Tag Archives: Lockheed Martin

Vital Roles In Production Of The F-35

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Lockheed Martin has started a video series highlighting suppliers to the F-35 and their vital role in production, as well as how the Joint Strike Fighter program has benefited the company and supported jobs.

“…working on the F-35 has helped Heroux-Devtek become a leader in aerospace technology and manufacturing.”

“GasTOPS president and CEO David Muir speaks about the impact of the F-35 program for the future of the company and Canadian industry.”

Lockheed Martin Completes Critical Milestone to upgrade the Navy’s Electronic Warfare Defenses

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lockheed_martin_logoSYRACUSE, N.Y., Jan. 14, 2014 /PRNewswire/ — Lockheed Martin [NYSE: LMT] recently completed a milestone test on the U.S. Navy’s evolutionary Surface Electronic Warfare Improvement Program (SEWIP) Block 2 system. This test further validated the system’s ability to protect the Navy’s fleet from evolving anti-ship missile threats.

Under SEWIP Block 2, Lockheed Martin will upgrade the AN/SLQ-32(V)2 system found on all U.S. aircraft carriers, cruisers, destroyers and other warships with key capabilities to determine if adversaries are using electronic sensors to track the ship.

Block 2 obtained a Milestone C decision in January 2013, after which the system began 11 months of land-based testing in preparation for installation on a Navy warship. This test, which successfully completed earlier this month, demonstrated the maturity of the open architecture electronic warfare system by performing full system operation in multiple scenarios.

“We are very proud of the effort the SEWIP team has put into achieving these successes,” said Joseph Ottaviano, director of surface electronic warfare at Lockheed Martin’s Mission Systems and Training division. “Milestone C is a critical step towards delivering these next generation systems to the Fleet, and we are extremely pleased with the progress and results.”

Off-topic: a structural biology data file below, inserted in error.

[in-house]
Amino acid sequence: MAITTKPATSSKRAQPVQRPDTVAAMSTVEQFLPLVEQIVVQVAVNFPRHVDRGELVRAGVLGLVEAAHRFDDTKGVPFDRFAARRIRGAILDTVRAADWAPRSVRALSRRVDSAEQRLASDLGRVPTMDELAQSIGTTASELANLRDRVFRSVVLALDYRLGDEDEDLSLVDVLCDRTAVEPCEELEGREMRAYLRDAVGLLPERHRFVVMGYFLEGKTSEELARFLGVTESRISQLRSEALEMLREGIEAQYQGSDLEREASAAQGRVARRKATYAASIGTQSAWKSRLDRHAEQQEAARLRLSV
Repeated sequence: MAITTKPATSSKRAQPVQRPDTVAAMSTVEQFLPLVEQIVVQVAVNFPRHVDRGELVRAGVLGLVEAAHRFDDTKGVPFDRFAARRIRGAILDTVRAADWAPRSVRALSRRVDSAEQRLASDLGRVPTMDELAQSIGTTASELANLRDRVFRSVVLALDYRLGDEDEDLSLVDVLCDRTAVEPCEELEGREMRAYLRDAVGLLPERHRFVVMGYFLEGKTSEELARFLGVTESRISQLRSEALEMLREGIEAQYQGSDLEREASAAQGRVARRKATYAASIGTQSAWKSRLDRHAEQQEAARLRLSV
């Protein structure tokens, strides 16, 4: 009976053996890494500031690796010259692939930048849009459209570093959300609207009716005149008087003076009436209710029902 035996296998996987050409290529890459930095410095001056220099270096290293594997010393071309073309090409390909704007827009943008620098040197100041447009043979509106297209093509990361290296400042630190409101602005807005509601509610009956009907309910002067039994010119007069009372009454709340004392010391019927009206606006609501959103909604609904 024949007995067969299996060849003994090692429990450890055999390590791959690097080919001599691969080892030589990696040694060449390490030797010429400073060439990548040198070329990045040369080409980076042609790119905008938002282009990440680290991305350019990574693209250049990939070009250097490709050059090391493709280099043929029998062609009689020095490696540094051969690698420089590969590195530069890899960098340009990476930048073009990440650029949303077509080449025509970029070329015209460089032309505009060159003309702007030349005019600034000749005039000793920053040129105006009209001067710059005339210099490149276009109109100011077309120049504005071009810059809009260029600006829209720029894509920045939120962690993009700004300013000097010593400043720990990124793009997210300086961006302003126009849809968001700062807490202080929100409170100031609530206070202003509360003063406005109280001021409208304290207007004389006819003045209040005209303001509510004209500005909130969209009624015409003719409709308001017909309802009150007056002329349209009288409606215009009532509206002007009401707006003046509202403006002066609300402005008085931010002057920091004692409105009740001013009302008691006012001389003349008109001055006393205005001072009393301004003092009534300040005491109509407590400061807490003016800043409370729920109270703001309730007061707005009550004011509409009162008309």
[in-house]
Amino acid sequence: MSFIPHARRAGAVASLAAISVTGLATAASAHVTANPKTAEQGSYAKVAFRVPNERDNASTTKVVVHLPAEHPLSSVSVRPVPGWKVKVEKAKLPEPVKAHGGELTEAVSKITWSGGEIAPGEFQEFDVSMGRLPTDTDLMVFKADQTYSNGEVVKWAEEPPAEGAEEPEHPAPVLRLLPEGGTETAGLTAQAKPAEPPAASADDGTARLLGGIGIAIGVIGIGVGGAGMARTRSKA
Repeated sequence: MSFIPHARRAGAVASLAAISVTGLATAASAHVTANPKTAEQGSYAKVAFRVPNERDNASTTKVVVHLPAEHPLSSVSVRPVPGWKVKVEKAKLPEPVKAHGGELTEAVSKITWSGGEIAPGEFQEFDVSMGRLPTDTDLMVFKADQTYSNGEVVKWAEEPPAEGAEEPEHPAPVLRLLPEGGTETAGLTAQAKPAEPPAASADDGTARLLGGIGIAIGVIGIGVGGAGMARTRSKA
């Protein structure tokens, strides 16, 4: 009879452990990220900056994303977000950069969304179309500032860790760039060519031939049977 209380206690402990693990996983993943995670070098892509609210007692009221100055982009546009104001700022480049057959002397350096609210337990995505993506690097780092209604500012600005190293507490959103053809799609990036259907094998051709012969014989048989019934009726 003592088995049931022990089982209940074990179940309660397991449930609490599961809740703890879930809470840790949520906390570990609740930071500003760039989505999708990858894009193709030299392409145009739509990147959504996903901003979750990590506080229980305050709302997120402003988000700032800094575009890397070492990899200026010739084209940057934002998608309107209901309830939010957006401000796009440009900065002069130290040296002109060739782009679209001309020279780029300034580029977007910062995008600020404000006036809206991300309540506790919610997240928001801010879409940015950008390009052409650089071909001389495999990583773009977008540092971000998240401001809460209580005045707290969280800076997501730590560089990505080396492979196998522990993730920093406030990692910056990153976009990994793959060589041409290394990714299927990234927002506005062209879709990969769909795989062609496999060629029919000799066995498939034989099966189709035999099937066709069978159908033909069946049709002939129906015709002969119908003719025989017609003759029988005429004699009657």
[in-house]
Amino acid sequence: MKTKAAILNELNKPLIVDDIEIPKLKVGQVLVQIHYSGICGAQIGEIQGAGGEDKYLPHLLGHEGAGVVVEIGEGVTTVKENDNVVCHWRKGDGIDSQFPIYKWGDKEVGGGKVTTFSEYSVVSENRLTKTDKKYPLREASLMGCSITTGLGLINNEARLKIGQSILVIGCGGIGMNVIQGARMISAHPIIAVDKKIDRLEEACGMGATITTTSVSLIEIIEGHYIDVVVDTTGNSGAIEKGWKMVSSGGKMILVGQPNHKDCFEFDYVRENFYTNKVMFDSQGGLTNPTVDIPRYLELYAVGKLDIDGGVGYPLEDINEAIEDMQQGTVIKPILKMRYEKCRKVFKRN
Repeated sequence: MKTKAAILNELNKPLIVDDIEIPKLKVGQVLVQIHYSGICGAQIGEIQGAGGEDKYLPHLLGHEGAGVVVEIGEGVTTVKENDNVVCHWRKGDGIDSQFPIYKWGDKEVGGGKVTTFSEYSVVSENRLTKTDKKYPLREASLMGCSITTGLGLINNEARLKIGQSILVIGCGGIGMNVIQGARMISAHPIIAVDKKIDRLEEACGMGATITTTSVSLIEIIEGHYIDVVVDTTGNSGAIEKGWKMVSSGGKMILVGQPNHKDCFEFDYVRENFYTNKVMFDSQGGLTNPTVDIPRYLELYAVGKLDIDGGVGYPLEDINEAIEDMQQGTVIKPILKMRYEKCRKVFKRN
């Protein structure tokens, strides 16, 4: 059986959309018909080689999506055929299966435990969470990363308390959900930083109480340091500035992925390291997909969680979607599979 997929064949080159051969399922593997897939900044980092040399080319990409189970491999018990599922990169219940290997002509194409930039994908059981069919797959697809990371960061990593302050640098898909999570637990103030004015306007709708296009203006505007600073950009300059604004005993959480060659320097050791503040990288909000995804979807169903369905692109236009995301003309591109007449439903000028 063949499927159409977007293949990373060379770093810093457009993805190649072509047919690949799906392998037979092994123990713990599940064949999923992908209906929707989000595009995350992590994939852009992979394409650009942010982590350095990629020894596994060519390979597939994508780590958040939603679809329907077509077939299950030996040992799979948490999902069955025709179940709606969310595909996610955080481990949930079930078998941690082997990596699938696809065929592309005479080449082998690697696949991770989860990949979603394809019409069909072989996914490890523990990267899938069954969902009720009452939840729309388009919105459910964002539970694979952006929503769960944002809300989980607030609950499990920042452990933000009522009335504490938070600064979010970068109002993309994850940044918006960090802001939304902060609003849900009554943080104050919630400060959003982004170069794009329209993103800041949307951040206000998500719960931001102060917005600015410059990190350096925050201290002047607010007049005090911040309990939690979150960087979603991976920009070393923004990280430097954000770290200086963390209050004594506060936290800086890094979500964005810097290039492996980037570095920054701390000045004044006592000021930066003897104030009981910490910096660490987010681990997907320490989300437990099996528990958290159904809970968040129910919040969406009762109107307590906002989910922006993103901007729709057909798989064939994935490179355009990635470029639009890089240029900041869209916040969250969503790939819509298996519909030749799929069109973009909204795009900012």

Block 2 is the latest in an evolutionary succession of improvement “blocks” the Navy is pursuing for its shipboard electronic warfare system, which will incrementally add new technologies and functional capabilities. The Navy competitively awarded Lockheed Martin a contract in 2009 to develop SEWIP Block 2 to upgrade the passive detection capabilities of the current SLQ-32 systems. The company recently completed shore-based testing in preparation for ship installation.

Work on the SEWIP program is performed at the company’s Syracuse, N.Y. facility, which houses a new electronic warfare system test facility that simulates the complex environment submarines, surface ships and aircraft could operate in. By performing testing prior to delivery, the company is able to reduce risk and lower costs for the SEWIP program.

Headquartered in Bethesda, Md., Lockheed Martin is a global security and aerospace company that employs about 116,000 people worldwide and is principally engaged in the research, design, development, manufacture, integration, and sustainment of advanced technology systems, products, and services. The Corporation’s net sales for 2012 were $47.2 billion.

Iran Actually Hacked America's RQ-170 Spy Drone

This is looking bad, folks.  Reports initially said that Iran had shot down one of  America’s RQ-170 spy drones (the type of drone that was used to provide real-time data during the Osama Bin Laden raid).  And to be honest with you, that’s what we wish would have happened.  Instead, it looks like Iran actually hacked the drone and commanded it to land on one of their air strips.  Here’s video of the drone (that is clearly NOT shot down and damaged).

Below is an excerpt from BBC.co.uk

US officials have acknowledged the loss of the unmanned plane, saying it had malfunctioned.

However, Iranian officials say its forces electronically hijacked the drone and steered it to the ground.

BBC security correspondent Frank Gardner says the intact condition of the Sentinel tends to support their claim.

Iran’s Press TV said that the Iranian army’s “electronic warfare unit” brought down the drone on 4 December as it was flying over the city of Kashmar, about 140 miles (225km) from the Afghan border.

So, this is bad no matter how you slice it.  One has to wonder, however, did Iran gain the capability to bring down one of the most sophisticated pieces of technology in the world.  You would almost think they had help…..